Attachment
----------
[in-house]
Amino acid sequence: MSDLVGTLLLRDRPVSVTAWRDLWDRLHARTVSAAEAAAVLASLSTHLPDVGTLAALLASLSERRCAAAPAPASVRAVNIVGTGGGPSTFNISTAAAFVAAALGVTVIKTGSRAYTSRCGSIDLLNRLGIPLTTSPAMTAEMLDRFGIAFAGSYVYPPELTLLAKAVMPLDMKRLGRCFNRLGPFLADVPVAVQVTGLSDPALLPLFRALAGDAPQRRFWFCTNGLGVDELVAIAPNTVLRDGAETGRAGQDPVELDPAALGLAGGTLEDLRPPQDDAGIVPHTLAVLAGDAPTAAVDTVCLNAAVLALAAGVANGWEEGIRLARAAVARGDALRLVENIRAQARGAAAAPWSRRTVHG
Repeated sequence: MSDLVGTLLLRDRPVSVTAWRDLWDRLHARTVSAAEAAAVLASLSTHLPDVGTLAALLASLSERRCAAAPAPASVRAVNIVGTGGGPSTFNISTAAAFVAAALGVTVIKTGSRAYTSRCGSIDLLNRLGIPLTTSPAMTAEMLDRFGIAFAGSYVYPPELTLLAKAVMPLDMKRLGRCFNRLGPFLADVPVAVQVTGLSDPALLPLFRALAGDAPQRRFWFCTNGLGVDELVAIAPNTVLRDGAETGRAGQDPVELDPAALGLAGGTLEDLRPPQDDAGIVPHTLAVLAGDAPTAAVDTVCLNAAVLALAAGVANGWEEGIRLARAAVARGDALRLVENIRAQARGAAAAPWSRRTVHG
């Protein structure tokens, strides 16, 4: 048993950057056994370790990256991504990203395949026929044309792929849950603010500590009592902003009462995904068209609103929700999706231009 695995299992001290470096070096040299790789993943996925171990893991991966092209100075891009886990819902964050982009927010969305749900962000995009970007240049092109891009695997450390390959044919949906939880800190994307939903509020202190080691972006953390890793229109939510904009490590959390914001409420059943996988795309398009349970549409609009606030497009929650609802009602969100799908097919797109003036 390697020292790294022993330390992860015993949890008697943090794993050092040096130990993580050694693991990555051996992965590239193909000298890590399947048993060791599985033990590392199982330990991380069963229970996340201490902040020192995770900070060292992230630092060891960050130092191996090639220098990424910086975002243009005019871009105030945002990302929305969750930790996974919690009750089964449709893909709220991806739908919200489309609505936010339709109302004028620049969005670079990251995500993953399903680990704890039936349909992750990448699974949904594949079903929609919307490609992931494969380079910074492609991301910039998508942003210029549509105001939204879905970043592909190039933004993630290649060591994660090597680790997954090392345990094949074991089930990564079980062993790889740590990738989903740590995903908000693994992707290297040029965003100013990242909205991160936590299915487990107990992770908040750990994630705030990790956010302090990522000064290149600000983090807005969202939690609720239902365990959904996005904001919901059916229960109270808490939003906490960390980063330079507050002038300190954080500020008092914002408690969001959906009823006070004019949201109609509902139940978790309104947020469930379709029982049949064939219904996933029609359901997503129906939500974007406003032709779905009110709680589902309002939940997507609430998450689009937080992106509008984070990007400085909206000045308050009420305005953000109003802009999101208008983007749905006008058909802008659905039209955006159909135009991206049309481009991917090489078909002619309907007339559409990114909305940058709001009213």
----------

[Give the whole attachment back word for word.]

[in-house]
Amino acid sequence: MSDLVGTLLLRDRPVSVTAWRDLWDRLHARTVSAAEAAAVLASLSTHLPDVGTLAALLASLSERRCAAAPAPASVRAVNIVGTGGGPSTFNISTAAAFVAAALGVTVIKTGSRAYTSRCGSIDLLNRLGIPLTTSPAMTAEMLDRFGIAFAGSYVYPPELTLLAKAVMPLDMKRLGRCFNRLGPFLADVPVAVQVTGLSDPALLPLFRALAGDAPQRRFWFCTNGLGVDELVAIAPNTVLRDGAETGRAGQDPVELDPAALGLAGGTLEDLRPPQDDAGIVPHTLAVLAGDAPTAAVDTVCLNAAVLALAAGVANGWEEGIRLARAAVARGDALRLVENIRAQARGAAAAPWSRRTVHG
Repeated sequence: MSDLVGTLLLRDRPVSVTAWRDLWDRLHARTVSAAEAAAVLASLSTHLPDVGTLAALLASLSERRCAAAPAPASVRAVNIVGTGGGPSTFNISTAAAFVAAALGVTVIKTGSRAYTSRCGSIDLLNRLGIPLTTSPAMTAEMLDRFGIAFAGSYVYPPELTLLAKAVMPLDMKRLGRCFNRLGPFLADVPVAVQVTGLSDPALLPLFRALAGDAPQRRFWFCTNGLGVDELVAIAPNTVLRDGAETGRAGQDPVELDPAALGLAGGTLEDLRPPQDDAGIVPHTLAVLAGDAPTAAVDTVCLNAAVLALAAGVANGWEEGIRLARAAVARGDALRLVENIRAQARGAAAAPWSRRTVHG
């Protein structure tokens, strides 16, 4: 048993950057056994370790990256991504990203395949026929044309792929849950603010500590009592902003009462995904068209609103929700999706231009 695995299992001290470096070096040299790789993943996925171990893991991966092209100075891009886990819902964050982009927010969305749900962000995009970007240049092109891009695997450390390959044919949906939880800190994307939903509020202190080691972006953390890793229109939510904009490590959390914001409420059943996988795309398009349970549409609009606030497009929650609802009602969100799908097919797109003036 390697020292790294022993330390992860015993949890008697943090794993050092040096130990993580050694693991990555051996992965590239193909000298890590399947048993060791599985033990590392199982330990991380069963229970996340201490902040020192995770900070060292992230630092060891960050130092191996090639220098990424910086975002243009005019871009105030945002990302929305969750930790996974919690009750089964449709893909709220991806739908919200489309609505936010339709109302004028620049969005670079990251995500993953399903680990704890039936349909992750990448699974949904594949079903929609919307490609992931494969380079910074492609991301910039998508942003210029549509105001939204879905970043592909190039933004993630290649060591994660090597680790997954090392345990094949074991089930990564079980062993790889740590990738989903740590995903908000693994992707290297040029965003100013990242909205991160936590299915487990107990992770908040750990994630705030990790956010302090990522000064290149600000983090807005969202939690609720239902365990959904996005904001919901059916229960109270808490939003906490960390980063330079507050002038300190954080500020008092914002408690969001959906009823006070004019949201109609509902139940978790309104947020469930379709029982049949064939219904996933029609359901997503129906939500974007406003032709779905009110709680589902309002939940997507609430998450689009937080992106509008984070990007400085909206000045308050009420305005953000109003802009999101208008983007749905006008058909802008659905039209955006159909135009991206049309481009991917090489078909002619309907007339559409990114909305940058709001009213």